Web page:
Alec Finlay

For this week’s #BeConnected Explore Our Campus we are looking at artist, poet and University of Stirling alumnus Alec Finlay.

Alec returned to Stirling in 2013 as the University’s first Artist in Residence, to research the science and culture of beekeeping and create new bee-themed public sculptures for the Art Collection.

Alec was funded by the Leverhulme Trust and worked collaboratively between Stirling’s Faculties of Natural Sciences and Arts & Humanities.  He collaborated in particular with Professor Kathleen Jamie, Chair in Creative Writing and multi award-winning poet, who shares his creative interests in the natural world.

Alec Finlay said: “Stirling is renowned worldwide for its scientific bee research, particularly its work on the destructive impact of insecticides on wild bee populations so I was able to draw on this expertise and use it to inform my work”. 

Alec’s research at Stirling was wide-reaching and explored the symbolism of bees in ancient myth and philosophy, and the recurring motif of the bee in accounts of politics, economics and society. He also looked at contemporary scientific studies of bee communication, cognitive behaviour and honeycomb construction and consider bees’ relevance to a diverse range of subjects including architecture, Systems Theory, informatics and social networks.

Alec Finlay reading ‘Global Oracle’, a book-length poem, interweaving the bee-cults of the ancient world, most famously the Melissai of the Delphic oracle, with the science of apiology, bee communication, and the predominant ‘oracle’ of our era, the Navstar satellite system.

He produced a ‘creative survey’ of the UK’s bee population and translated his research into poetry and sculpture.  Together with the Art Collection’s curators he installed 21 permanent Bee Library artworks on campus.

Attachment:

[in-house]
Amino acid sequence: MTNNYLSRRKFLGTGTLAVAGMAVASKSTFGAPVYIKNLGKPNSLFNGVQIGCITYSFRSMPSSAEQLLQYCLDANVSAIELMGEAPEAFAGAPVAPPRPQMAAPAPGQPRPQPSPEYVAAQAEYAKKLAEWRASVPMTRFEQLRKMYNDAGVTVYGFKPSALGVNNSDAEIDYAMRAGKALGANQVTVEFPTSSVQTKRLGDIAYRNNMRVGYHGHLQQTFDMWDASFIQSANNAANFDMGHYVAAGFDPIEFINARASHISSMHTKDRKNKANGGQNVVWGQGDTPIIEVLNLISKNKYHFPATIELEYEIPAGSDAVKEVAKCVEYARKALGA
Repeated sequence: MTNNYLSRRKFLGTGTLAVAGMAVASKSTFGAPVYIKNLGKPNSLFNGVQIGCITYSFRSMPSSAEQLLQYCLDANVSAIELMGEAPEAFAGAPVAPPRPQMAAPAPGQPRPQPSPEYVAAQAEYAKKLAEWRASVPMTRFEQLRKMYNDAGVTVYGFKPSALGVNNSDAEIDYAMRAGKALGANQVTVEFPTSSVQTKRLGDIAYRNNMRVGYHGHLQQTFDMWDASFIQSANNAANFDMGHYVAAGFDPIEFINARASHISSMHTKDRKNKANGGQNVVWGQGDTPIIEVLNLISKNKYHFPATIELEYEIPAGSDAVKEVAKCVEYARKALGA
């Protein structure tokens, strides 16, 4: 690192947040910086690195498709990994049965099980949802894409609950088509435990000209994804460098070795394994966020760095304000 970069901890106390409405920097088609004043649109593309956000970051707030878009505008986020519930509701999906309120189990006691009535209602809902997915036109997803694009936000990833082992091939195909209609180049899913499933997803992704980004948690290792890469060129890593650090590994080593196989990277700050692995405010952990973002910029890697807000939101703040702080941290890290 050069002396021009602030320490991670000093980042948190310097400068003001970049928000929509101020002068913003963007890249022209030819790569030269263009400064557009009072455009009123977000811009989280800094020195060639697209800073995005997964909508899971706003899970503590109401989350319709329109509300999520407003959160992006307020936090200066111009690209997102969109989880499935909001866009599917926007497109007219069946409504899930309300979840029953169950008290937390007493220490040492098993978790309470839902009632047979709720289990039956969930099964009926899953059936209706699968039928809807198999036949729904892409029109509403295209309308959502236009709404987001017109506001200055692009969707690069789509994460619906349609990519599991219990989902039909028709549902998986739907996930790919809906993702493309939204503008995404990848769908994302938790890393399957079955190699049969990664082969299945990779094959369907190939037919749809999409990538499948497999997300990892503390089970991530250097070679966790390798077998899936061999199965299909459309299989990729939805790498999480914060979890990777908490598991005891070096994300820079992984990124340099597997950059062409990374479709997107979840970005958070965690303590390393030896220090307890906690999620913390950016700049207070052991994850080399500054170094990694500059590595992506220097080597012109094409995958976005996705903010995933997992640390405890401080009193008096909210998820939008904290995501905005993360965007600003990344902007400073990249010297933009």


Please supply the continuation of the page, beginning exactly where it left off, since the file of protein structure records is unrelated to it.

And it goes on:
Bee Library on Stirling Campus (Hannah Devereux)

Bee Libraries are collections of bee-related books converted into nests for bees.   You can find them all around the University of Stirling campus, in the trees around the university loch and in Pathfoot. Constructed from a book, bamboo, wire-netting and water-proofing, each nest offers shelter for solitary bees, whose numbers are in steep decline

Art Curator Jane Cameron discusses Alec’s work on campus

The Art Collection currently has on display an exhibition of Alec’s work Mind Hive, as part of our Under Threat theme looking at the Environment. This series of exhibitions was due to close in September 2020. However, after the recent closure following the Covid-19 pandemic, a decision has been made to extend all current exhibitions to the end of December 2020.

Alec’s current project Day of Access is a powerful campaign which encourages estates to open their land to allow access for people affected by disability.  By using hill tracks and four-wheel drives, people who have never been able to immerse themselves in wild nature are driven into the heart Scotland’s beautiful wild landscape. In 2019 an exhibition of this project came to the Art Collection with the Travelling Gallery which comes to the University biannually.

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